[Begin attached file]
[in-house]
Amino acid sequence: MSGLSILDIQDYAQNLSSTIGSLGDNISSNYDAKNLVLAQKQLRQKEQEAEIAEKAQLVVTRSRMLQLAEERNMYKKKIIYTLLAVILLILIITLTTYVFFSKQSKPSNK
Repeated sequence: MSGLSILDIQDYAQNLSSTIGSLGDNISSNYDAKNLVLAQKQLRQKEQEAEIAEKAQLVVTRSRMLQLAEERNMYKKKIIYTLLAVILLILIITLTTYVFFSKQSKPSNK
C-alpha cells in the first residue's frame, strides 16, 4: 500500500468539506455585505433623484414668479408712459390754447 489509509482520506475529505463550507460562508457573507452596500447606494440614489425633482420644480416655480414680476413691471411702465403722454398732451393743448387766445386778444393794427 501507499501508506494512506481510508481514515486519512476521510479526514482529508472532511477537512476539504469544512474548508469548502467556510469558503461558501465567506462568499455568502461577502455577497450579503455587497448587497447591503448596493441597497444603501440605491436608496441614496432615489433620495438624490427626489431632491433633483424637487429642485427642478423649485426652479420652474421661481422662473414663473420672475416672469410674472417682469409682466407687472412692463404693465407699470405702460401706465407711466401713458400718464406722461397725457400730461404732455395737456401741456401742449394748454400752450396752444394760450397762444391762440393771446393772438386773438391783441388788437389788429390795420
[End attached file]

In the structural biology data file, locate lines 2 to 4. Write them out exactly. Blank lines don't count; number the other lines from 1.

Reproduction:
Amino acid sequence: MSGLSILDIQDYAQNLSSTIGSLGDNISSNYDAKNLVLAQKQLRQKEQEAEIAEKAQLVVTRSRMLQLAEERNMYKKKIIYTLLAVILLILIITLTTYVFFSKQSKPSNK
Repeated sequence: MSGLSILDIQDYAQNLSSTIGSLGDNISSNYDAKNLVLAQKQLRQKEQEAEIAEKAQLVVTRSRMLQLAEERNMYKKKIIYTLLAVILLILIITLTTYVFFSKQSKPSNK
C-alpha cells in the first residue's frame, strides 16, 4: 500500500468539506455585505433623484414668479408712459390754447 489509509482520506475529505463550507460562508457573507452596500447606494440614489425633482420644480416655480414680476413691471411702465403722454398732451393743448387766445386778444393794427 501507499501508506494512506481510508481514515486519512476521510479526514482529508472532511477537512476539504469544512474548508469548502467556510469558503461558501465567506462568499455568502461577502455577497450579503455587497448587497447591503448596493441597497444603501440605491436608496441614496432615489433620495438624490427626489431632491433633483424637487429642485427642478423649485426652479420652474421661481422662473414663473420672475416672469410674472417682469409682466407687472412692463404693465407699470405702460401706465407711466401713458400718464406722461397725457400730461404732455395737456401741456401742449394748454400752450396752444394760450397762444391762440393771446393772438386773438391783441388788437389788429390795420